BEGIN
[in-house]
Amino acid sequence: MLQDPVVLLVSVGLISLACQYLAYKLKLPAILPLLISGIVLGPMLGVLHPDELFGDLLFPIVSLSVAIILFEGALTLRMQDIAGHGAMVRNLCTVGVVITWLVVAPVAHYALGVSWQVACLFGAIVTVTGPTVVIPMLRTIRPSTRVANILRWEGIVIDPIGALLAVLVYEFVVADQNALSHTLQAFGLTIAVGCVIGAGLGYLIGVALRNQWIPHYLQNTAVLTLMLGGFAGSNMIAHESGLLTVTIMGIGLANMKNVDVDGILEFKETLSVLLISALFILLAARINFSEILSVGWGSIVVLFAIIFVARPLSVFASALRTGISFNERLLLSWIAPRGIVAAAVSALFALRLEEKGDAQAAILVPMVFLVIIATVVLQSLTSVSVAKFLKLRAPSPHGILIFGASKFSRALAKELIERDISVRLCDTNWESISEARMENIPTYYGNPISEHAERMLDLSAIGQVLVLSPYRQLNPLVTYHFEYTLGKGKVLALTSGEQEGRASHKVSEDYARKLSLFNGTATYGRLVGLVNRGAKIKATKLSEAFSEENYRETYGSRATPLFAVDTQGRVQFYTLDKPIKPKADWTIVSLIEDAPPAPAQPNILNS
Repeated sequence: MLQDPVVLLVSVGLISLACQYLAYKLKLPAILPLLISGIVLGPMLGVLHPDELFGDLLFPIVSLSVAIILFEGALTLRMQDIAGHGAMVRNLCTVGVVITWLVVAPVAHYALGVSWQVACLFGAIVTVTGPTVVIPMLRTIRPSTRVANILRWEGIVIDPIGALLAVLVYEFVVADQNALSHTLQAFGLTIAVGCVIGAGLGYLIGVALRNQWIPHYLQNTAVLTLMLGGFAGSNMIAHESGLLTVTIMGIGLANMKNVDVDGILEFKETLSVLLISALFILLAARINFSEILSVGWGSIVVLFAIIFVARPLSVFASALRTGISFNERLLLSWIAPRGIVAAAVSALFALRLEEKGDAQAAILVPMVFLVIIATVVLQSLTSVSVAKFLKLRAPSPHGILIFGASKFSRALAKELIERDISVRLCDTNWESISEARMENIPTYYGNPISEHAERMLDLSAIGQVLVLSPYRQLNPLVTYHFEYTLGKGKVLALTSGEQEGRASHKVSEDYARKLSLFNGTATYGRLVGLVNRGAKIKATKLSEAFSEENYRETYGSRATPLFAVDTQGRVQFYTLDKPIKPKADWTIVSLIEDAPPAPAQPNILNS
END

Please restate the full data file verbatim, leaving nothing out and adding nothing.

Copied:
[in-house]
Amino acid sequence: MLQDPVVLLVSVGLISLACQYLAYKLKLPAILPLLISGIVLGPMLGVLHPDELFGDLLFPIVSLSVAIILFEGALTLRMQDIAGHGAMVRNLCTVGVVITWLVVAPVAHYALGVSWQVACLFGAIVTVTGPTVVIPMLRTIRPSTRVANILRWEGIVIDPIGALLAVLVYEFVVADQNALSHTLQAFGLTIAVGCVIGAGLGYLIGVALRNQWIPHYLQNTAVLTLMLGGFAGSNMIAHESGLLTVTIMGIGLANMKNVDVDGILEFKETLSVLLISALFILLAARINFSEILSVGWGSIVVLFAIIFVARPLSVFASALRTGISFNERLLLSWIAPRGIVAAAVSALFALRLEEKGDAQAAILVPMVFLVIIATVVLQSLTSVSVAKFLKLRAPSPHGILIFGASKFSRALAKELIERDISVRLCDTNWESISEARMENIPTYYGNPISEHAERMLDLSAIGQVLVLSPYRQLNPLVTYHFEYTLGKGKVLALTSGEQEGRASHKVSEDYARKLSLFNGTATYGRLVGLVNRGAKIKATKLSEAFSEENYRETYGSRATPLFAVDTQGRVQFYTLDKPIKPKADWTIVSLIEDAPPAPAQPNILNS
Repeated sequence: MLQDPVVLLVSVGLISLACQYLAYKLKLPAILPLLISGIVLGPMLGVLHPDELFGDLLFPIVSLSVAIILFEGALTLRMQDIAGHGAMVRNLCTVGVVITWLVVAPVAHYALGVSWQVACLFGAIVTVTGPTVVIPMLRTIRPSTRVANILRWEGIVIDPIGALLAVLVYEFVVADQNALSHTLQAFGLTIAVGCVIGAGLGYLIGVALRNQWIPHYLQNTAVLTLMLGGFAGSNMIAHESGLLTVTIMGIGLANMKNVDVDGILEFKETLSVLLISALFILLAARINFSEILSVGWGSIVVLFAIIFVARPLSVFASALRTGISFNERLLLSWIAPRGIVAAAVSALFALRLEEKGDAQAAILVPMVFLVIIATVVLQSLTSVSVAKFLKLRAPSPHGILIFGASKFSRALAKELIERDISVRLCDTNWESISEARMENIPTYYGNPISEHAERMLDLSAIGQVLVLSPYRQLNPLVTYHFEYTLGKGKVLALTSGEQEGRASHKVSEDYARKLSLFNGTATYGRLVGLVNRGAKIKATKLSEAFSEENYRETYGSRATPLFAVDTQGRVQFYTLDKPIKPKADWTIVSLIEDAPPAPAQPNILNS